Independent pharmacies that played a key role in vaccinating in Maine long-term care facilities residents will be left out of an increased allocation next week as the state says it is trying to find a new role for them in the rapidly accelerating effort.
Many got vaccines after Maine took doses from large chains out of frustration with the pace of the federal retail pharmacy program. They have filled gaps in Maine’s vaccine effort, traveling to inoculate people in community housing or assisted living facilities and were credited with using local knowledge and relationships to work quickly, particularly in Aroostook County.
But smaller pharmacies were told on Wednesday that Maine would not be giving them vaccine doses and would be preventing the launch of in-store or community clinics next week, citing a lower-than-expected allocation of the one-dose Johnson & Johnson vaccine.
That was just before the state announced it would be receiving a 28 percent increase in doses next week on Thursday, with more than 6,000 of that attributed to more of the one-dose shot. But most are headed to hospitals and outpatient groups as the state’s vaccine program moves toward universal eligibility for people over 16 on April 19. Those 50 and older are eligible now.
The state has generally sent most of its doses to hospitals in an effort to vaccinate as many people as possible. The process has frustrated smaller providers who say they have the ability to vaccinate people in their community quicker than bigger chains such as Walmart, Walgreens, CVS Health and Hannaford, which get doses through the federal program.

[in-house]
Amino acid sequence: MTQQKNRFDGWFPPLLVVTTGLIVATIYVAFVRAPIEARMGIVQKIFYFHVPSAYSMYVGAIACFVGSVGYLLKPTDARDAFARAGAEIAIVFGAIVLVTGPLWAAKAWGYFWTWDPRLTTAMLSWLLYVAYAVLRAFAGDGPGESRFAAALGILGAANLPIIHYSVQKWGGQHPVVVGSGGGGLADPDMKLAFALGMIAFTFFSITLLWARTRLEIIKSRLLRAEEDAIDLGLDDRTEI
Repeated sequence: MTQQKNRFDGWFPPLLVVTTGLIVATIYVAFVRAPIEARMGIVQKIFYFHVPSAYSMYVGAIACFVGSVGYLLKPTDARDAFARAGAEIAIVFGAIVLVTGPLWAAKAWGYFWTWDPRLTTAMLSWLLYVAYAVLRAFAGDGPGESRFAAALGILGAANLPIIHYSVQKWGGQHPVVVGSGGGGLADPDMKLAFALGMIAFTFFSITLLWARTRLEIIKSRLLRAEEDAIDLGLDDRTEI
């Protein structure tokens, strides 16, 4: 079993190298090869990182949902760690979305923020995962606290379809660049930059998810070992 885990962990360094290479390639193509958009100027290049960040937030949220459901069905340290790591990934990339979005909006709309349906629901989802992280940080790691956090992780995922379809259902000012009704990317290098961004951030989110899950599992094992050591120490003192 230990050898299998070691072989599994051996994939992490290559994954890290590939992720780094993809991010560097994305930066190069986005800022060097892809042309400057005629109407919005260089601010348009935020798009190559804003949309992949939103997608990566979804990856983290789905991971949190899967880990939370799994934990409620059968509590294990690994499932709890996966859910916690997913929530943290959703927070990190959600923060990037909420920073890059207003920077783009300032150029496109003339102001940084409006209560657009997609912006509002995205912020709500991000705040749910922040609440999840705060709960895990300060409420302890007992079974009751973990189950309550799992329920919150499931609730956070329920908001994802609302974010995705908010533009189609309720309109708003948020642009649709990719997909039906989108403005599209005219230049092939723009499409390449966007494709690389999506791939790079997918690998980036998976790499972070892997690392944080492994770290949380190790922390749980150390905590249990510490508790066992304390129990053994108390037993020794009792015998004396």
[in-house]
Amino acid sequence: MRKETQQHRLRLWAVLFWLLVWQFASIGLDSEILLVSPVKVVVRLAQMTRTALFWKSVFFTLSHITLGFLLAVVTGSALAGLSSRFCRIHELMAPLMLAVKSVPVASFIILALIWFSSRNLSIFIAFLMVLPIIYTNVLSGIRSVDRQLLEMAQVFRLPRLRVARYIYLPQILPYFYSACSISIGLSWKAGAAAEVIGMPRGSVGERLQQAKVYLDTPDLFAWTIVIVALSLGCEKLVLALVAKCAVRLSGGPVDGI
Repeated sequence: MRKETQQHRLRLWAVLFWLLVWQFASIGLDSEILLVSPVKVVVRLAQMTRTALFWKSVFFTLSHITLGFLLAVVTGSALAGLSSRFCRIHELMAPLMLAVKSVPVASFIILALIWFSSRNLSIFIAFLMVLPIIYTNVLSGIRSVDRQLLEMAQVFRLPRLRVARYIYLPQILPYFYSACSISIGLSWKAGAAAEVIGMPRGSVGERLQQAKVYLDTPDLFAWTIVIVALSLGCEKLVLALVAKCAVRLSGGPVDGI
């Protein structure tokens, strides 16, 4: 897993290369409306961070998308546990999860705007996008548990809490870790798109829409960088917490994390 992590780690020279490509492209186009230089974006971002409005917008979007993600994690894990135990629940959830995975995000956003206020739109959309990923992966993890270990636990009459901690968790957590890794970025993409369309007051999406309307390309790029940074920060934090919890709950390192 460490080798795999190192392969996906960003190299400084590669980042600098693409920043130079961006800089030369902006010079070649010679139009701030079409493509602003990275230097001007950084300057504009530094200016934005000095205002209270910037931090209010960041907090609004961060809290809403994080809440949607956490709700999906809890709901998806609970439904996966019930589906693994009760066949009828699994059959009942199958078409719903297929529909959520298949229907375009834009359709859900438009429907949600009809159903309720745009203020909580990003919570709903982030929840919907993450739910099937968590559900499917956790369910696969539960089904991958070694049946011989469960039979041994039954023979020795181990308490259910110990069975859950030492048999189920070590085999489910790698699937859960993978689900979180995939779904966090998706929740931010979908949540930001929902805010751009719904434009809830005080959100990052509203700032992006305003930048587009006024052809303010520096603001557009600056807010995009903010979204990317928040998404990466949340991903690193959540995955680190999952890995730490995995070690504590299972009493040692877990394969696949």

Maine Center for Disease Control and Prevention Director Nirav Shah said he wants to have a “clear mission” and schedule of where vaccines will go before he commits them to independent pharmacies. He said they could go door-to-door or administer vaccines to homebound people.
But Shane Savage, the co-owner of Savage’s Drug of Fairfield, Winslow, Oakland and Unity, said that would be a waste of resources. He questioned why Maine has not brought independent pharmacies into the federal allocation pool, as West Virginia has done. That state initially opted out of the federal retail pharmacy program in favor of using independent pharmacies and not large chains. It was one of the national leaders early in the vaccine rollout.
Savage said his company is capable of vaccinating approximately 500 people per day and that he has been frustrated by reports of retail pharmacies taking last-minute appointments from ineligible people in order to not waste vaccines.
There is a financial aspect as well: Savage often has to send loyal customers to a retail store. He said he recently drove eight hours around the state recently to vaccinate 40 people in group housing, saying the state has been “giving us the clinics no one else wants to do.”
“I don’t have a problem with doing that,” he added. “The problem is, after we did all of that, they now won’t let me vaccinate my own customers.”
Maine has also said it will need to diversify its vaccine options as more people become eligible. Universal eligibility next month will open shots to more than 660,000 people who cannot get shots now. The state is taking applications for “pop up clinics” meant to expand access and Shah said he expected independent pharmacies to have a defined role soon.
“We are sorting out what their next mission is going to be,” he said.